Re: Re: NOIDS [was: Just in from seller]
- Subject: Re: [iris-photos] Re: NOIDS [was: Just in from seller]
- From: Bruce & Linda Silversity@comcast.net
- Date: Mon, 05 Sep 2005 06:38:38 -0500
Title: Re: [iris-photos] Re: NOIDS [was: Just in from seller]
I find those fine little details are the key to proper identification also! I can only hope to grow up to be as good at this as you appear to be Dave! Thanks for feeding the fire! I have grown numerous side by side in the past when I have an iris that I love and think that it has been sent under the wrong name. Detailed pictures have often helped in my intense searches. Thanks for all the info. It takes some sleuth work, but I have had good return on labeling a fair number of iris in my past! Have a great day!
Just my two cents worth. I really enjoy seeing the pictures of NOIDS, I am very interested in looking for old Iris cultivars, learning their names, trying to identify unnamed ones that I already grow, and even if the name never gets discovered, I enjoy the plants. Often they are plants that are good growers and worth growing.
I would agree that one has to be very very careful about assuming that an identification is correct. On the flip side, I disagree that it is "almost impossible" to identify an Iris cultivar from photographs. I find that positive matches can often be made from photographs, especially with a little added information on other details of the plant. Each cultivar is very distinctive (usually) in various details that are not duplicated in other cultivars. Even black and white photos will often work. Many cultivars are common, and easy to identify, once you know them. As for color, one has to take the color of a color image with a grain of salt, that is to say use it as an indicator, not an absolute. One has to realize that markings will vary some from flower to flower on the same cultivar, even on the same plant, but especially from one garden to another. Even so, it can be done - often.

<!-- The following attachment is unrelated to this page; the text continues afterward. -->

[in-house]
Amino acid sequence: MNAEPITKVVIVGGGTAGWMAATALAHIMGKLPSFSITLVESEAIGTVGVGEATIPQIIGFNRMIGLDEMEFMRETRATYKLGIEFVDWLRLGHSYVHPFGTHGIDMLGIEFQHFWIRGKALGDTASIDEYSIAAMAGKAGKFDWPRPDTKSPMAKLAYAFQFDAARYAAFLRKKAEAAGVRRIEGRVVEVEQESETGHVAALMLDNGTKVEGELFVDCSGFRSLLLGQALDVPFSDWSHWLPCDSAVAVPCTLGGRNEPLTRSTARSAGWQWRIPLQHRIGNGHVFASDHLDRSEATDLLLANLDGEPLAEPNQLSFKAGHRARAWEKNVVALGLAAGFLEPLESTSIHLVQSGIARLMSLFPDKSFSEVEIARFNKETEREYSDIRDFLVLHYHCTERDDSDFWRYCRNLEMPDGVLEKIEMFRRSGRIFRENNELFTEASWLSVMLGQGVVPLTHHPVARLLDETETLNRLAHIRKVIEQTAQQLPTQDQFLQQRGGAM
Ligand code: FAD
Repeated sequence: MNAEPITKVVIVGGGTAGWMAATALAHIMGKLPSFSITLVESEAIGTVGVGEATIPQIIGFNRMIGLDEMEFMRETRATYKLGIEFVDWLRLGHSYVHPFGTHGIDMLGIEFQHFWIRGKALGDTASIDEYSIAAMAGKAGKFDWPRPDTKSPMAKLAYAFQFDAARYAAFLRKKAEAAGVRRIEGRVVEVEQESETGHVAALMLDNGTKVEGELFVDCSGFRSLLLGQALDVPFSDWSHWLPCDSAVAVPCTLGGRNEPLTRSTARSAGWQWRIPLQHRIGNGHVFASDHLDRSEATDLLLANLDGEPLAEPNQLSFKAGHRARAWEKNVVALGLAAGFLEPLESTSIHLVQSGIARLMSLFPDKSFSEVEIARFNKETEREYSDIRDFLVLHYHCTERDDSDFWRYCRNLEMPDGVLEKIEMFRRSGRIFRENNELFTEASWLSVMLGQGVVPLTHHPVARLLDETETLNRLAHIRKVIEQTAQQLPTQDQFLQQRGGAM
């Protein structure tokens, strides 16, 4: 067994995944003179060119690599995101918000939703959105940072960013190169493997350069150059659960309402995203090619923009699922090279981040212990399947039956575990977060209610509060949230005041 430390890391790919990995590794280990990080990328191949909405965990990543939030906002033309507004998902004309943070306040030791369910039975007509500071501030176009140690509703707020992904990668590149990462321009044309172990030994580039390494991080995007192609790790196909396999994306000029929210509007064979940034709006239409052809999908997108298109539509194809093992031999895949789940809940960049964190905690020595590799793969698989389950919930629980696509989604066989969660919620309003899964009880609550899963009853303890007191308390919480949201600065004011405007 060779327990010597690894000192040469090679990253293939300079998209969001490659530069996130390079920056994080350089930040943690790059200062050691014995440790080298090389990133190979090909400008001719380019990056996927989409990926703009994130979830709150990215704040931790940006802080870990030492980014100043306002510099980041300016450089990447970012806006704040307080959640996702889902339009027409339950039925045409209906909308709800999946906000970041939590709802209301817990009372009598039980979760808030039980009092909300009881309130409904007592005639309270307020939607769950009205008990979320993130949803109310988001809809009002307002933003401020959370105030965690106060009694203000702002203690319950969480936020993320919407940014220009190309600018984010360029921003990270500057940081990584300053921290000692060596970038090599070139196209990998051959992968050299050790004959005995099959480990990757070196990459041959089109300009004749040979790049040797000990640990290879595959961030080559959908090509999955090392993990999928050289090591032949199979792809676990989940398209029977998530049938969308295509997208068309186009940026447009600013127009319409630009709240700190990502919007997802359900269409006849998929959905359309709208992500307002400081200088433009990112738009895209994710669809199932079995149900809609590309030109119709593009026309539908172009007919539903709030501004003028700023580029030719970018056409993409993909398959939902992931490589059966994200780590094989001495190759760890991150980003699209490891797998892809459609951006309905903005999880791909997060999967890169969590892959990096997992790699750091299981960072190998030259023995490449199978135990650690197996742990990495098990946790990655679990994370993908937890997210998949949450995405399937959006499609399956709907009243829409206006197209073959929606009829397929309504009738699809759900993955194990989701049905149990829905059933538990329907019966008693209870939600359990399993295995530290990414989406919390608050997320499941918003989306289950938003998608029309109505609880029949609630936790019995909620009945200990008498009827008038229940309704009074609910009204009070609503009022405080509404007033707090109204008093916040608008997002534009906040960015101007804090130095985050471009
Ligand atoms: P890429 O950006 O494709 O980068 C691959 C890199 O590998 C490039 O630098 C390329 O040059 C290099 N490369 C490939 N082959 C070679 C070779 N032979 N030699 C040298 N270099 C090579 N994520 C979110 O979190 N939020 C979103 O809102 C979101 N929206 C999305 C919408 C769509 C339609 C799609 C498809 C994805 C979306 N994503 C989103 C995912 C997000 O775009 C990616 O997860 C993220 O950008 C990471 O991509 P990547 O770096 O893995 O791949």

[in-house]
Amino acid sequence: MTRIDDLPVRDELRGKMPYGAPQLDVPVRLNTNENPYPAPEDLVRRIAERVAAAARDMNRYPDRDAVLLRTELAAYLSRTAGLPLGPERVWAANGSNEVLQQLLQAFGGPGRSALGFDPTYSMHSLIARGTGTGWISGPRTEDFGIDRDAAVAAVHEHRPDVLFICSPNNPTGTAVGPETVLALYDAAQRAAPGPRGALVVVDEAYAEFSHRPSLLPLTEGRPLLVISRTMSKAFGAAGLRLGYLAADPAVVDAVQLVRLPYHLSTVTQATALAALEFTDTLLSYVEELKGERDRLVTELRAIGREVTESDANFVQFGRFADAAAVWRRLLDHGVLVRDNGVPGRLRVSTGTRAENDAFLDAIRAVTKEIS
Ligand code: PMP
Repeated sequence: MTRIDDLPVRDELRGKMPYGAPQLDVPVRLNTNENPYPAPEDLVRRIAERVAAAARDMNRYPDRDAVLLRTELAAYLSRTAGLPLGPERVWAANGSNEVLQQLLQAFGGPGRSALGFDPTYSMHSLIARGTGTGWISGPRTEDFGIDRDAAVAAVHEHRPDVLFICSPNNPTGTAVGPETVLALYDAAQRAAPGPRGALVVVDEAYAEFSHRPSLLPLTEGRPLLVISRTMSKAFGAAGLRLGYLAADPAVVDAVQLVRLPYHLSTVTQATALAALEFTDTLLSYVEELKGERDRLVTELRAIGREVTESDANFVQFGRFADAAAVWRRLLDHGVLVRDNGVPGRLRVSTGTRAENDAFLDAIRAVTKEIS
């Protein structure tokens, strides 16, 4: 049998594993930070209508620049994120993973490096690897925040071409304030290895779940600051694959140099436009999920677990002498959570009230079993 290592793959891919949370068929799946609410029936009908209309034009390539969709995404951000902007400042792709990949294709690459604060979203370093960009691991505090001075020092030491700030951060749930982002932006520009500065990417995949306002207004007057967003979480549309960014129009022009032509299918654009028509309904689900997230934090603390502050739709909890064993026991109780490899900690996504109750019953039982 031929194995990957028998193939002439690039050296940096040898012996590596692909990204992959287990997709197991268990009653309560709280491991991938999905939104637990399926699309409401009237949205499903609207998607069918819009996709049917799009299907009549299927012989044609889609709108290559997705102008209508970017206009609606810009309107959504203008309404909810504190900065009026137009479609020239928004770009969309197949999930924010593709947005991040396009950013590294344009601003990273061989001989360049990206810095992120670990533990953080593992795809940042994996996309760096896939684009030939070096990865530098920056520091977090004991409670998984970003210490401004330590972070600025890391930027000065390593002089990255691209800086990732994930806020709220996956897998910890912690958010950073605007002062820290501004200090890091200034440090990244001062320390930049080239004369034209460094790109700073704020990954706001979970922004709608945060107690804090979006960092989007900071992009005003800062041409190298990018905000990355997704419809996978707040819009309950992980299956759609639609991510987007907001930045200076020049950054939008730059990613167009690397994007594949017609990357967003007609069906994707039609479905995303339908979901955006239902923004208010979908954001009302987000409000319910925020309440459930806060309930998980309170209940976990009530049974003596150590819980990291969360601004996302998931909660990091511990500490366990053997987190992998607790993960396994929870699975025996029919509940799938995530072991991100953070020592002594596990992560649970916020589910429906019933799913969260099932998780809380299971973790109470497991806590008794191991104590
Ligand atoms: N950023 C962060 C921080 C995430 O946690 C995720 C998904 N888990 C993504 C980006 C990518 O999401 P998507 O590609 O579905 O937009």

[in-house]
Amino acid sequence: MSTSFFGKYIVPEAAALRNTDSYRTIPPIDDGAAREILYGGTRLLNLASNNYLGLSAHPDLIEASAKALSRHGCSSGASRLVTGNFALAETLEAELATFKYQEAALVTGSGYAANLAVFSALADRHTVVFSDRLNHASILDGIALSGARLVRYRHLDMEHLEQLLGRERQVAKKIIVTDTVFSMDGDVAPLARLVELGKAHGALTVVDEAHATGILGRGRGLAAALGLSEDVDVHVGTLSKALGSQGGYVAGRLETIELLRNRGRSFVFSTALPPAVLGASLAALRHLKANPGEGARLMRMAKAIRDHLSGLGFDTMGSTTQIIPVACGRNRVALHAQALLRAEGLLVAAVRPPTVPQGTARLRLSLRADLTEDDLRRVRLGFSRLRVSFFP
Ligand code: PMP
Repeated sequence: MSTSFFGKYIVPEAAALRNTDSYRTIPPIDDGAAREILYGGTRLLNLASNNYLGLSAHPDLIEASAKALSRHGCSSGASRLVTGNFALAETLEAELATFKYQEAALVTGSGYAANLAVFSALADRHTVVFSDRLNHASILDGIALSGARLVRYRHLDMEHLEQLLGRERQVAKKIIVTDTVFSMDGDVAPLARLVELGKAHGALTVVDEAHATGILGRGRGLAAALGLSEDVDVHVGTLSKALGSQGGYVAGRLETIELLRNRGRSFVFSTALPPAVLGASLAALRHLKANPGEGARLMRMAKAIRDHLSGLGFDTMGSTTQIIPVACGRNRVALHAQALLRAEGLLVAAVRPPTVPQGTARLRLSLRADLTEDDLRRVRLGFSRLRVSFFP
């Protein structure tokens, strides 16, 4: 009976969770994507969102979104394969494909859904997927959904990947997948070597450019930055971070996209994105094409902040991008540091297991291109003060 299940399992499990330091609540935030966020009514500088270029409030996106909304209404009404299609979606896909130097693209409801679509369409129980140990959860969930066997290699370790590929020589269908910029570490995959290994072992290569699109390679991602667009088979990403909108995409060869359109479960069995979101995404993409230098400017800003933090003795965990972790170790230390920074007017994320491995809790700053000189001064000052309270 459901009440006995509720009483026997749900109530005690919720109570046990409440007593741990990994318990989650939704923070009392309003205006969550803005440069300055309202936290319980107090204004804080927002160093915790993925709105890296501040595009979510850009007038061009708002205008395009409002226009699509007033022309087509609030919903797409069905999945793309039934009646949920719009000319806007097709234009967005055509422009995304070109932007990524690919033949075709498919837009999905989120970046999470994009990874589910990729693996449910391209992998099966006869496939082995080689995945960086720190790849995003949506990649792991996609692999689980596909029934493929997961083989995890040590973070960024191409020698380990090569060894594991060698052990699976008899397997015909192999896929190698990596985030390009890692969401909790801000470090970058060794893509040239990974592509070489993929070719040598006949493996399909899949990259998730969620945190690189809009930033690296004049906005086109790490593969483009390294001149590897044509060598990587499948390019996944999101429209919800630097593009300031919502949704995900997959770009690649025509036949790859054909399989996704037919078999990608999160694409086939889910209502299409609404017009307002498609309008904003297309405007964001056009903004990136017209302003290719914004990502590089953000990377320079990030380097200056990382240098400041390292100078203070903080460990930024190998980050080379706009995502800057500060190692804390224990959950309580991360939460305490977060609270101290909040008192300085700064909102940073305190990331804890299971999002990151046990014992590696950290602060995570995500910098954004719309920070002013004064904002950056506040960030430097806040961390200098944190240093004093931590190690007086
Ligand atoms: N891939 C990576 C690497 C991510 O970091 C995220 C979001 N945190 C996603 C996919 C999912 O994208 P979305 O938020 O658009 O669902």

On the flip side, many wrong identifications are made if the wrong details are paid attention too, and it is very important when making an ID to say that you are uncertain if you are not absolutely positive. I see misidentified photographs often, and that just adds to the problem. A few common names that I see on the wrong plants or photos often include 'Amas' (often confused with a true I. x germanica - and 'Amas' is NOT a germanica), 'The Red Douglas' (often on one that is too red), 'Eleanor Roosevelt' ('Susa' seems the most common imposter), 'Gudrun' (one that is too clean and white is often called by this name), and 'Prospero' (often confused with 'Alcazar' - both ways - it seems), but those are just a few examples among many.
----- Original Message -----
From: Janet Stromborg <mailto:firstname.lastname@example.org>
Sent: Thursday, September 01, 2005 5:06 AM
Subject: Re: [iris-photos] Re: NOIDS [was: Just in from seller]
Dear Mr. Grinch,
The African violet community faces the same conundrum. I'm a hybridizer of African violets (as well as being an iris addict) and saw a blue ribbon awarded to one of "my" hybrids last year.....one I'd never released or shared with anyone as it was still being evaluated for stability. The ribbon winner had bought a NOID violet that looked similar to mine, assumed it *was* mine and entered it in the show, putting the name of my hybrid on it.
I think this problem of identifying NOIDS occurs in all facets of flower gardening, as I've seen the same problem crop up in the Hemerocallis (daylily) community as well. Our basic need to name NOIDS can cause more problems than it solves and I think we'd be well served to give them numbers and love them for what they are rather than what they are called.
Janet in Denmark WI
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